Seven-Dials---bigStanding at the junction of seven streets in London’s West End is a pillar topped with six – that’s right, six – sundials, giving the intersection and the surrounding area its name.

The layout of the area was originally designed by Thomas Neale, an MP and entrepreneur, in the early 1690s – it was part of the rebuilding of London after the Great Fire of 1666 – and initially had the pillar standing at the centre of six streets before it was later increased to seven. The streets which radiate out from the hub include Earlham, Mercer and Monmouth Streets and Shorts Gardens.

Seven-dialsWhile Neale, who designed the street layout to maximise street frontages and thus his return, had hoped the area would attract the well-to-do, it was not be and by the 19th century the area had become one of the cities most notorious slums, considered part of the infamous rookery of St Giles.

That has since changed and today the area is at the heart of a bustling commercial district, the streets which run off it housing stylish shops and offices.

The pillar itself apparently never had seven faces – there is the suggestion that the column itself was the seventh – and while the original column was removed in 1773, apparently by city authorities keen to rid the area of undesirables, it was replaced with a replica column in the late 1980s and unveiled by Queen Beatrix of The Netherlands to commemorate the tercentenary of the reign of King William III and Queen Mary II in June, 1989.

The original column, meanwhile, was apparently first acquired by an architect, James Paine, who kept it at his house in Surrey, before, in 1820, being taken to Weybridge where, in 1820, the column was re-erected as a memorial to Princess Frederica, Duchess of York (who had lived there). The dial-stone, meanwhile, was used as a mounting block before eventually being placed outside the Weybridge Library.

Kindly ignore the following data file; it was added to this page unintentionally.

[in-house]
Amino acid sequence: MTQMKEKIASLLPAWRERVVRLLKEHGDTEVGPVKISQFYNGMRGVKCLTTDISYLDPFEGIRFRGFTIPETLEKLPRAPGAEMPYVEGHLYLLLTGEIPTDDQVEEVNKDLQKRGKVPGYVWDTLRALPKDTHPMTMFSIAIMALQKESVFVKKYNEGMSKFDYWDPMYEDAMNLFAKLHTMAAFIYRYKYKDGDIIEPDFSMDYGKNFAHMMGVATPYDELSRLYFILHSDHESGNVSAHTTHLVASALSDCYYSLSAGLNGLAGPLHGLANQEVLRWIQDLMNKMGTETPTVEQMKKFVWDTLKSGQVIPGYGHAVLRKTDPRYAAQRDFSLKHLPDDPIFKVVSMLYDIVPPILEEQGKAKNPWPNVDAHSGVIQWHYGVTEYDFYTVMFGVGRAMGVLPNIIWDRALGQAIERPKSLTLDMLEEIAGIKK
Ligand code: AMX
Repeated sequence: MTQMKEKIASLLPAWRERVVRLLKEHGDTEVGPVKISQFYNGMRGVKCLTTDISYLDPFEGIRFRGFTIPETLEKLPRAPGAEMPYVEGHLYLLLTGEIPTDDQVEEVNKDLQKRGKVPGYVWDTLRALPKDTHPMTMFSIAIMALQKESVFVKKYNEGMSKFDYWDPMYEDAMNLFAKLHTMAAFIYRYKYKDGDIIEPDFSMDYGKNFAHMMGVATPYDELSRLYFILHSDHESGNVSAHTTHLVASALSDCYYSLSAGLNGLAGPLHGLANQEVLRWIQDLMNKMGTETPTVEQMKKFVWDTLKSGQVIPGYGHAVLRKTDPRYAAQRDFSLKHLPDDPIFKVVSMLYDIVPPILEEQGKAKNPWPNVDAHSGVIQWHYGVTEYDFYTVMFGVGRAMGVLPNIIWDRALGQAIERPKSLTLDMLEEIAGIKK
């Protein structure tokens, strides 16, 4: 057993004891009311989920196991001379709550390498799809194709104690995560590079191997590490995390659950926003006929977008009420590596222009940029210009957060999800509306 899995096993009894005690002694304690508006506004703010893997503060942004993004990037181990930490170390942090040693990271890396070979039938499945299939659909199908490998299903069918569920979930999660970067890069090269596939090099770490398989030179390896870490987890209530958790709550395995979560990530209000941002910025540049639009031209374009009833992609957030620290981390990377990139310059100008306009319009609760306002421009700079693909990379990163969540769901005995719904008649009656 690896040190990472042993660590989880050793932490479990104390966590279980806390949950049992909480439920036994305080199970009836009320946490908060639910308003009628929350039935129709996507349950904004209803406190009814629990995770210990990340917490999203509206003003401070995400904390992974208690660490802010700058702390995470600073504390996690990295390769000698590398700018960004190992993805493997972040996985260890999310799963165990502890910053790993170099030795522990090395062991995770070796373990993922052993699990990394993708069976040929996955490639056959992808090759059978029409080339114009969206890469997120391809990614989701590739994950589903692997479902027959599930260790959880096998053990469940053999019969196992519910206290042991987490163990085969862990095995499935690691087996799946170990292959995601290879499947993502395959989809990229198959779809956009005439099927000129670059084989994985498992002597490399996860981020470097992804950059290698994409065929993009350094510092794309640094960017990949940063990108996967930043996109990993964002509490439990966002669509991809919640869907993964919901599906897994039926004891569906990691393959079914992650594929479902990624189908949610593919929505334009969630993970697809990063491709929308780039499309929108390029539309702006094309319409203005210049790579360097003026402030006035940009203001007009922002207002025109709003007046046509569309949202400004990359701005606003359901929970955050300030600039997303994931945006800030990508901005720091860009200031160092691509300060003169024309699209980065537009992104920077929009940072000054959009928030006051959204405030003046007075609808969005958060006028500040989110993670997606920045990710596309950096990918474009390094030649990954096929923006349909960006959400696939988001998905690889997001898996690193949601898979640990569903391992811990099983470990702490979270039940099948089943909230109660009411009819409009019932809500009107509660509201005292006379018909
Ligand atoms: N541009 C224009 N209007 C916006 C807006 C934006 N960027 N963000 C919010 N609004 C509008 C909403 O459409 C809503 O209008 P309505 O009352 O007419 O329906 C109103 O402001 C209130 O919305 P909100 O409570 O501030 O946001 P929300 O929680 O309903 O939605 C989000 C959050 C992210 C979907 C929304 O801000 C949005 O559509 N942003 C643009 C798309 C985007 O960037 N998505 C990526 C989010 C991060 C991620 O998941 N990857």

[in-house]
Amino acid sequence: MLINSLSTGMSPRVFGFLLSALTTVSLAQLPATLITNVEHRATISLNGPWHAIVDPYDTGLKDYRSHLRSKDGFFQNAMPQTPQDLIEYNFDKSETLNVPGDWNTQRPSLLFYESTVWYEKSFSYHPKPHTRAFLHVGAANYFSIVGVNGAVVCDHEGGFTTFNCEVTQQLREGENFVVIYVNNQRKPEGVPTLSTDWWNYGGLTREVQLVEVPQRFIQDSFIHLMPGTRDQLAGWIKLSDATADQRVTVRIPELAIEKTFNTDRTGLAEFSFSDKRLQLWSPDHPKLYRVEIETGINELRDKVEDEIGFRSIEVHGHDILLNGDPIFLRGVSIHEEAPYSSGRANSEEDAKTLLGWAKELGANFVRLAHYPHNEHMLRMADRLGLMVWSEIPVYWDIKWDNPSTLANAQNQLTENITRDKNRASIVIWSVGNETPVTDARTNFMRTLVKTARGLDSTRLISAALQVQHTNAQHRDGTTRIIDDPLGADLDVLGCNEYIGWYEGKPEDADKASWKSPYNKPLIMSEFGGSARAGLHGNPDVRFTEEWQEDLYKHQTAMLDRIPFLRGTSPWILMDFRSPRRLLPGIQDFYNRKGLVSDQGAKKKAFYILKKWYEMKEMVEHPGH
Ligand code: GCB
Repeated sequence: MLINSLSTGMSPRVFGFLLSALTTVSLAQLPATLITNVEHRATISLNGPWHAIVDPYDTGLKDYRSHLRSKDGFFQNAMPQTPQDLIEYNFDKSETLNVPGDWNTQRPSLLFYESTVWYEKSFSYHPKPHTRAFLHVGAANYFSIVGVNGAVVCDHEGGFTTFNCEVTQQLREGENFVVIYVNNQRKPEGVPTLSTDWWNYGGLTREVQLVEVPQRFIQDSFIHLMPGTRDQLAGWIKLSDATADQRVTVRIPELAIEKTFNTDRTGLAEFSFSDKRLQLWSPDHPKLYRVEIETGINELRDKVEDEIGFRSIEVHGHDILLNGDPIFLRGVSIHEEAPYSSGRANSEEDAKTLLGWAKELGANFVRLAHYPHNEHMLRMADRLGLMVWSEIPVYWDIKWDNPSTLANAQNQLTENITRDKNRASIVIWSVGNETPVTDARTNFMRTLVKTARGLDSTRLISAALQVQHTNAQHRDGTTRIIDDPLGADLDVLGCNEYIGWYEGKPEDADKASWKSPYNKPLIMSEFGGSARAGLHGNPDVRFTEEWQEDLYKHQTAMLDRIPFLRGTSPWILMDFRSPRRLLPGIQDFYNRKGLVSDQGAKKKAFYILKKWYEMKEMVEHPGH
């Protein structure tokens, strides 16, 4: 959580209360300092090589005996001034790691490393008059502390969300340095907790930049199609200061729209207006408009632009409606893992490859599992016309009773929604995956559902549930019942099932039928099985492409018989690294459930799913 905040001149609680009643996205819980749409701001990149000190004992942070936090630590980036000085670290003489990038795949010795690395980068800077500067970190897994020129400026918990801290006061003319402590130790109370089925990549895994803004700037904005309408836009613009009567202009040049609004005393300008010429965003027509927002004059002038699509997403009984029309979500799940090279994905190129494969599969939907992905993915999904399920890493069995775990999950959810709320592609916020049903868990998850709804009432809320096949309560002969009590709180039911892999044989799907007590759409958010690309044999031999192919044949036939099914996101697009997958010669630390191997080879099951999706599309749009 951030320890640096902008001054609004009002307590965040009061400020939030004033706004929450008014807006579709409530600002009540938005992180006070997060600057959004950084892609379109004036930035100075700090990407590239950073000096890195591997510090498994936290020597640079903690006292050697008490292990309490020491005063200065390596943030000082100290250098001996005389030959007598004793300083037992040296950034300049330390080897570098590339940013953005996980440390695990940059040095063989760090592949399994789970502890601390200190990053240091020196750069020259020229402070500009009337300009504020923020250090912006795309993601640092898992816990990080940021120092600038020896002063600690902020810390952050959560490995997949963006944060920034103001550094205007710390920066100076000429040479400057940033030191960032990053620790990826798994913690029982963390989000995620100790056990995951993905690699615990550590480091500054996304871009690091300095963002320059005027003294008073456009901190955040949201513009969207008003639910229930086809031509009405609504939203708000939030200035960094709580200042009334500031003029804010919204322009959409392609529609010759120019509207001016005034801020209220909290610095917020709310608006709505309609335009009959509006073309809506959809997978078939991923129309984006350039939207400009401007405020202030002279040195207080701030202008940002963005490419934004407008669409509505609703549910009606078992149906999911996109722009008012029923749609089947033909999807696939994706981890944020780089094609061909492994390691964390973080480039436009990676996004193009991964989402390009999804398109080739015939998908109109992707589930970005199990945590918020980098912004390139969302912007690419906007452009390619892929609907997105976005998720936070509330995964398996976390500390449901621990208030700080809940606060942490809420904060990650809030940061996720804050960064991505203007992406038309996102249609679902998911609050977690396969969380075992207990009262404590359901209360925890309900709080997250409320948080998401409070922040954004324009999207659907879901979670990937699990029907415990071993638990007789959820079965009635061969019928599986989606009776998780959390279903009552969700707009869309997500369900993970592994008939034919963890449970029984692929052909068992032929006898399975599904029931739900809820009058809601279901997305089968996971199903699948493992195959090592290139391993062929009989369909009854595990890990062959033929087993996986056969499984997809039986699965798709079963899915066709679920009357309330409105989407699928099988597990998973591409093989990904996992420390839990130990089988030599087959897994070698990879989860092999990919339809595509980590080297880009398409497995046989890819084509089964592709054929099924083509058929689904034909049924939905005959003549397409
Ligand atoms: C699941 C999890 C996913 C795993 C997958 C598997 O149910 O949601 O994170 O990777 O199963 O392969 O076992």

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While there’s been a bridge over the River Thames near where London Bridge now stands since Roman times, the bridge which is currently there was built in the early 1970s. To find Greater London’s oldest surviving bridge across the Thames we have to head to Richmond in the city’s west.

The 300 foot long stone arch bridge, made from Portland stone, was built between 1774-77 and replaced a ferry crossing between Richmond to the east and East Twickenham to the west (this had apparently been in operation since shortly after the Norman Conquest and at the time it was discontinued consisted of two vessels – a passenger craft and a ‘horse boat’).

Designed by James Paine and Kenton Couse and built by Thomas Kerr, the bridge features five arches including a 60 foot wide central span which was big enough for larger watercraft and gave the bridge its rather humpbacked appearance. Its construction was privately funded with the £26,000 required to build the bridge partly raised via tontine schemes under which subscribers paid an agreed sum into a fund after which they each receive an annuity, the value of which increases as members of the fund die off.

Initially a toll bridge (the tolls – which were 1/2d for passengers and up to 2s 6d for coaches drawn by six horses – were ended in 1859 when the last tontine shareholder died), the bridge was widened in the late 1930s but – now a Grade I listed structure – remains essentially true to its original design.

It was the eighth bridge to be built across the the Thames in Greater London but is now the oldest still standing (among those which predated it but have been demolished are London Bridge, Westminster Bridge and Blackfriars Bridge) and has been featured in paintings by the likes of  Thomas Rowlandson, John Constable and JMW Turner.